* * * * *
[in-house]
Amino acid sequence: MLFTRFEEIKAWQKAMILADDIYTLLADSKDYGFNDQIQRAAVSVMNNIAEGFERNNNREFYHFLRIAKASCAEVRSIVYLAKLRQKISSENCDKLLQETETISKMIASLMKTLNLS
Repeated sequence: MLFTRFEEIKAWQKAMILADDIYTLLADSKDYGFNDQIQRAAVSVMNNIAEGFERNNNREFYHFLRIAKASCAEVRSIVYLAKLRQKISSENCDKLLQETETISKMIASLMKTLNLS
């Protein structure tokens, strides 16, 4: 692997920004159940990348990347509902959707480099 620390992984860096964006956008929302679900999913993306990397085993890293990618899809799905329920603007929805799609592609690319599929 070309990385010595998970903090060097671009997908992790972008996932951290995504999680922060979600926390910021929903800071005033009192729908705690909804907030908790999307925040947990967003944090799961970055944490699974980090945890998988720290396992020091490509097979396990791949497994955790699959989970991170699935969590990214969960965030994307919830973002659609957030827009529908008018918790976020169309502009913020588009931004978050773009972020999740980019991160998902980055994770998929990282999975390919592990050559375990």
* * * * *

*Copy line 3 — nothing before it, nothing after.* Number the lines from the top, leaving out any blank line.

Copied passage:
Repeated sequence: MLFTRFEEIKAWQKAMILADDIYTLLADSKDYGFNDQIQRAAVSVMNNIAEGFERNNNREFYHFLRIAKASCAEVRSIVYLAKLRQKISSENCDKLLQETETISKMIASLMKTLNLS